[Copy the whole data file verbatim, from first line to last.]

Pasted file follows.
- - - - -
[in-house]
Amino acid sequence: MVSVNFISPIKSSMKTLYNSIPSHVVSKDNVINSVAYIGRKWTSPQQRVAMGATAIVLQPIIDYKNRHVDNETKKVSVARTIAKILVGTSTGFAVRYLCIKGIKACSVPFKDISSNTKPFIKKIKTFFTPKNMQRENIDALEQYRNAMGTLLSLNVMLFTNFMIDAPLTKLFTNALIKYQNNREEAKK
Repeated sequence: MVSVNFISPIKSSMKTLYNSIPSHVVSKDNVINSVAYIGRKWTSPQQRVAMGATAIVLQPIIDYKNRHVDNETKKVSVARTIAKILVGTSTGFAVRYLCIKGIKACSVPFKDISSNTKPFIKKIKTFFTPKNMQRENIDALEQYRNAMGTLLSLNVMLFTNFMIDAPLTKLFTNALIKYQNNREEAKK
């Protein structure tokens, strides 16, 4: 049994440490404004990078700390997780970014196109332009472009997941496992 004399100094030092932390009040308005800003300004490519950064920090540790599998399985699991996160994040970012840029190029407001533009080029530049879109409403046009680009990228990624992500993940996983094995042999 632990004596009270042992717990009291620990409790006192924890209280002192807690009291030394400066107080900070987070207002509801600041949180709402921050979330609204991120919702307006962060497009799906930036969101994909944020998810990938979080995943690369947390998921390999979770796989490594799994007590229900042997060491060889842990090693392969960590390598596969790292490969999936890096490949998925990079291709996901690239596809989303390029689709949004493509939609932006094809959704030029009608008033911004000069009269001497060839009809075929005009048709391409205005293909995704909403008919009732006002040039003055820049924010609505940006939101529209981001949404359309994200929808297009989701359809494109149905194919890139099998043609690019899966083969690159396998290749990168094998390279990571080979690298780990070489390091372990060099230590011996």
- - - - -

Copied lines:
[in-house]
Amino acid sequence: MVSVNFISPIKSSMKTLYNSIPSHVVSKDNVINSVAYIGRKWTSPQQRVAMGATAIVLQPIIDYKNRHVDNETKKVSVARTIAKILVGTSTGFAVRYLCIKGIKACSVPFKDISSNTKPFIKKIKTFFTPKNMQRENIDALEQYRNAMGTLLSLNVMLFTNFMIDAPLTKLFTNALIKYQNNREEAKK
Repeated sequence: MVSVNFISPIKSSMKTLYNSIPSHVVSKDNVINSVAYIGRKWTSPQQRVAMGATAIVLQPIIDYKNRHVDNETKKVSVARTIAKILVGTSTGFAVRYLCIKGIKACSVPFKDISSNTKPFIKKIKTFFTPKNMQRENIDALEQYRNAMGTLLSLNVMLFTNFMIDAPLTKLFTNALIKYQNNREEAKK
């Protein structure tokens, strides 16, 4: 049994440490404004990078700390997780970014196109332009472009997941496992 004399100094030092932390009040308005800003300004490519950064920090540790599998399985699991996160994040970012840029190029407001533009080029530049879109409403046009680009990228990624992500993940996983094995042999 632990004596009270042992717990009291620990409790006192924890209280002192807690009291030394400066107080900070987070207002509801600041949180709402921050979330609204991120919702307006962060497009799906930036969101994909944020998810990938979080995943690369947390998921390999979770796989490594799994007590229900042997060491060889842990090693392969960590390598596969790292490969999936890096490949998925990079291709996901690239596809989303390029689709949004493509939609932006094809959704030029009608008033911004000069009269001497060839009809075929005009048709391409205005293909995704909403008919009732006002040039003055820049924010609505940006939101529209981001949404359309994200929808297009989701359809494109149905194919890139099998043609690019899966083969690159396998290749990168094998390279990571080979690298780990070489390091372990060099230590011996």